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Bausani, Alessandro

by Biancamaria Scarcia Amoretti

published in Encyclopaedia Iranica
New York: Columbia University, 2008
BAUSANI, ALESSANDRO (b. Rome, Italy, 29 May 1921; d. Rome, 11 March 1988), prolific Italian Orientalist in several fields: Persian Literature, Islam, linguistics, the history of Islamic science, Urdu, Indonesian, and other Islamic literatures. His family was Roman Catholic and his father, who exerted a strong influence over him, was a particularly strict observer, being a member of the laic Dominican Tertiary Order. From childhood he showed an exceptional interest in languages and invented a language when playing games with his only sister. He later discovered that the grammatical structure of this language was very similar to that of Turkish. He published an analytical description of this language, which he had named Markusko, in a booklet, Le lingue inventate (Rome, 1974, of which there is also an earlier version in German, Geheim und Universal Sprachen, Stuttgart 1970). This won him the honorary chairmanship of the Centro Italiano di Interlinguistica, whose members were mostly interested in Esperanto, a language cultivated by Bausani himself. It is not surprising that during his adolescence he studied the main European languages and, later on, languages such as Basque, to which he dedicated some articles of such merit that he was elected as a member of the Royal Academy of the Basque Language. At an early age he also began studying Arabic with one of his neighbors, the well-known Italian Arabic scholar, Virginia Vacca. Francesco Gabrieli in his obituary (Rome, 1991, p. IX) pointed out that in 1940 Bausani had already exhibited in his first Arabic language test a remarkable grasp of the language. Consequently, he took an interest in the Near and Middle East and attended courses at IsMEO (see ITALY xv. IsMEO, Istituto per il Medio ed Estremo Oriente), the Institute for Middle and Far Eastern Studies, founded by Giuseppe Tucci, and at PIO, the Pontificio Istituto Orientale, run by Jesuits, where in 1943-44 he studied Turkish with Mgr. Paul Mulla (1882-1959) a Cretan Turk who had converted to Catholicism. His Persian was soon so fluent that during the Second World War, when he was only 21, he directed a radio program in Persian transmitted by Radio Roma.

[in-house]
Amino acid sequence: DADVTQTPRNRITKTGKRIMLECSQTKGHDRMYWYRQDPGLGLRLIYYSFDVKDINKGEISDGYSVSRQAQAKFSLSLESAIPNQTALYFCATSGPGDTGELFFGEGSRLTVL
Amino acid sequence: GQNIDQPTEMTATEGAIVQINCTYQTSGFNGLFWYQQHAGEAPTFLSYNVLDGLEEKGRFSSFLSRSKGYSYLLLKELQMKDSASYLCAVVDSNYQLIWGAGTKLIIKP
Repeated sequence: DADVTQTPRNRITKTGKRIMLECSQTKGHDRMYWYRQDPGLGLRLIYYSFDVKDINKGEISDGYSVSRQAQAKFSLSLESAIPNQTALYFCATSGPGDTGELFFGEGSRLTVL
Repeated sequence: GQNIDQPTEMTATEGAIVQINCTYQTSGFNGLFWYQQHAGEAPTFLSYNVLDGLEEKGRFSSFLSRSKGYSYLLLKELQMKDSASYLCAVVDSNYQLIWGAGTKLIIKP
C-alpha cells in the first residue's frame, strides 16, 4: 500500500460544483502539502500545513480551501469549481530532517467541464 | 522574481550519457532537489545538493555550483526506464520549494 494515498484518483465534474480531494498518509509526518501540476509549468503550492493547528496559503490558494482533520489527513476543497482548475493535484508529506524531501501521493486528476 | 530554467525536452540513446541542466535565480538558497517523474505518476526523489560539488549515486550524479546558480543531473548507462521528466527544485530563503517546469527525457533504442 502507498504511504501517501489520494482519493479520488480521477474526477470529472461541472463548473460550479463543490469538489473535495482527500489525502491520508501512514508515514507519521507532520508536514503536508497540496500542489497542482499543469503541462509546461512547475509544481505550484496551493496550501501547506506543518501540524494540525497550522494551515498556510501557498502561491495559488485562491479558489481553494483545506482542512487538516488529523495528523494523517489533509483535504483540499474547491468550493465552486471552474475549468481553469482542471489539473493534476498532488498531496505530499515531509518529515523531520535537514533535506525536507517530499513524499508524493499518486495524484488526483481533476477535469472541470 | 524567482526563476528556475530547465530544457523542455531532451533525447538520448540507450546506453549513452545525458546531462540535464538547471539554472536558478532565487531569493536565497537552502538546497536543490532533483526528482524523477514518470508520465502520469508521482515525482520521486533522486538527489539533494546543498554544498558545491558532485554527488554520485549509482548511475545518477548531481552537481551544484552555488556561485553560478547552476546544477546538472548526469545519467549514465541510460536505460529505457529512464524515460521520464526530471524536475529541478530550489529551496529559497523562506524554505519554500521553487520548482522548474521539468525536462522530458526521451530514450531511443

In any case, he followed what was at the time the normal humanistic curriculum: he attended a secondary school specializing in classical studies (Latin and Greek) and then the Faculty of Arts at Rome University La Sapienza where he took his degree in 1943, defending a thesis on “The Historical Development of Neo-Persian Syntax.” At the university, he had the opportunity of studying under Francesco Gabrieli (d. 1996), Ettore Rossi (d. 1955), and Michelangelo Guidi (d. 1946). With Guidi, Bausani shared not only an academic interest in religious phenomena but also deep religious beliefs that set him on a quest and an inner search that would eventually lead to his conversion to Baha’ism. The exact date of his conversion is not known. In 1949, he wrote a letter to his father from which we can assume that he had already abandoned Catholicism. On the basis of several of his public speeches, there seems to have been a brief attraction to Protestantism and, in all likelihood, to Islam. Certainly he was a Baha’i by 1955 when he married a Baha’i, and the ceremony was performed according to Baha’i rituals.

The acceptance of the Baha’i faith marked the end of a certain uneasiness that he had experienced in the post-war period, especially after 1948, when the Christian Democratic Party won the first free elections in Italy, contrary to all expectations. Like other Catholic intellectuals who had been strongly anti-fascist, he joined a small group of so-called Catholic Communists for a certain period. They were later excommunicated by Pope Pius XII (d. 1958), but continued their activity under the title of The Christian Left. Then, for about two years, he was a member of the Italian Communist Party. After he left the Communist Party, he no longer took an active part in politics, although for a long time he supported Aldo Capitini (d. 1968). The latter was a celebrated politician and philosopher of religion, much influenced by Gandhi and was engaged in a non-violent pacifist movement that acted through the network of Centers of Religious Guidance (COR) with a large following among progressive Catholics.

Bausani’s involvement in Baha’ism affected his research: his Saggi sulla fede Bahāʾi, a testimony to his role in the Italian Baha’i community, was published posthumously (Rome, 1991), but his academic works on the topic are numerous (for example: “Religioni nuove sorte dall’Islam,” Storia delle religioni, 6th ed., Turin, 1970-71, V, pp. 213-74; or the entries Bāb, Bābis, Bahāʾ-Allāh, Bahāʾīs, all in EI2). Baha’ism also influenced his Italian translation of the Qurʾān (Florence, 1955). Although many other translations have been published subsequently, Italian scholars generally continue to favor Bausani’s, both for its accuracy and for its literary style, which is somehow imbued with the aura of Qur’ānic Arabic, as well as affected by his own personal religious commitment (Scarcia Amoretti, OM, 1991,pp. 516-17). To be precise, Bausani understood (“Postille a Cor. II, 248; XXXIX, 23; XX, 15,” Studi orientalistici in onore di Giorgio Levi Della Vida, Rome, 1998, pp. 32-51, esp. p. 51) the expression ḵ-ātam al-nabiyyin (Q. xxxiii, 40, referring to the Prophet Mohammad) in Baha’i terms: Mohammad, as with all past and future prophets, was the “seal” only of his temporal cycle.

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